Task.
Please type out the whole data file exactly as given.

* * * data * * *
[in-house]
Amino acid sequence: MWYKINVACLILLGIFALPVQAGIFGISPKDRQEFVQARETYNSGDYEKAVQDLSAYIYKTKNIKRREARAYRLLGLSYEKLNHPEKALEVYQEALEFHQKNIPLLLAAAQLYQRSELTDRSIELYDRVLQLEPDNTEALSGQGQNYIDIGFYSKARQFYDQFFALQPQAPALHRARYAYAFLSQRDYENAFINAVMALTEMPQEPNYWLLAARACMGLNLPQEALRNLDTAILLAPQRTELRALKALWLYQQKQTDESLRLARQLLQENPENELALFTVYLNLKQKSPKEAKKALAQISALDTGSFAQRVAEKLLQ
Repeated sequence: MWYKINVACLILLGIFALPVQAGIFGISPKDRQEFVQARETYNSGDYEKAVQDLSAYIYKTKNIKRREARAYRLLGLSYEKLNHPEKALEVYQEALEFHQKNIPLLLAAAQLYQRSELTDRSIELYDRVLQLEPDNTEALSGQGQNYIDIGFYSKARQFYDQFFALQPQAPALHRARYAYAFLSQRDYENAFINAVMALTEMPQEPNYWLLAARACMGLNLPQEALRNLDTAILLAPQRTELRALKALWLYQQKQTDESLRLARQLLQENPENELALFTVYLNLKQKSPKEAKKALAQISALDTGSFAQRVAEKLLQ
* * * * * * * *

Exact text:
[in-house]
Amino acid sequence: MWYKINVACLILLGIFALPVQAGIFGISPKDRQEFVQARETYNSGDYEKAVQDLSAYIYKTKNIKRREARAYRLLGLSYEKLNHPEKALEVYQEALEFHQKNIPLLLAAAQLYQRSELTDRSIELYDRVLQLEPDNTEALSGQGQNYIDIGFYSKARQFYDQFFALQPQAPALHRARYAYAFLSQRDYENAFINAVMALTEMPQEPNYWLLAARACMGLNLPQEALRNLDTAILLAPQRTELRALKALWLYQQKQTDESLRLARQLLQENPENELALFTVYLNLKQKSPKEAKKALAQISALDTGSFAQRVAEKLLQ
Repeated sequence: MWYKINVACLILLGIFALPVQAGIFGISPKDRQEFVQARETYNSGDYEKAVQDLSAYIYKTKNIKRREARAYRLLGLSYEKLNHPEKALEVYQEALEFHQKNIPLLLAAAQLYQRSELTDRSIELYDRVLQLEPDNTEALSGQGQNYIDIGFYSKARQFYDQFFALQPQAPALHRARYAYAFLSQRDYENAFINAVMALTEMPQEPNYWLLAARACMGLNLPQEALRNLDTAILLAPQRTELRALKALWLYQQKQTDESLRLARQLLQENPENELALFTVYLNLKQKSPKEAKKALAQISALDTGSFAQRVAEKLLQ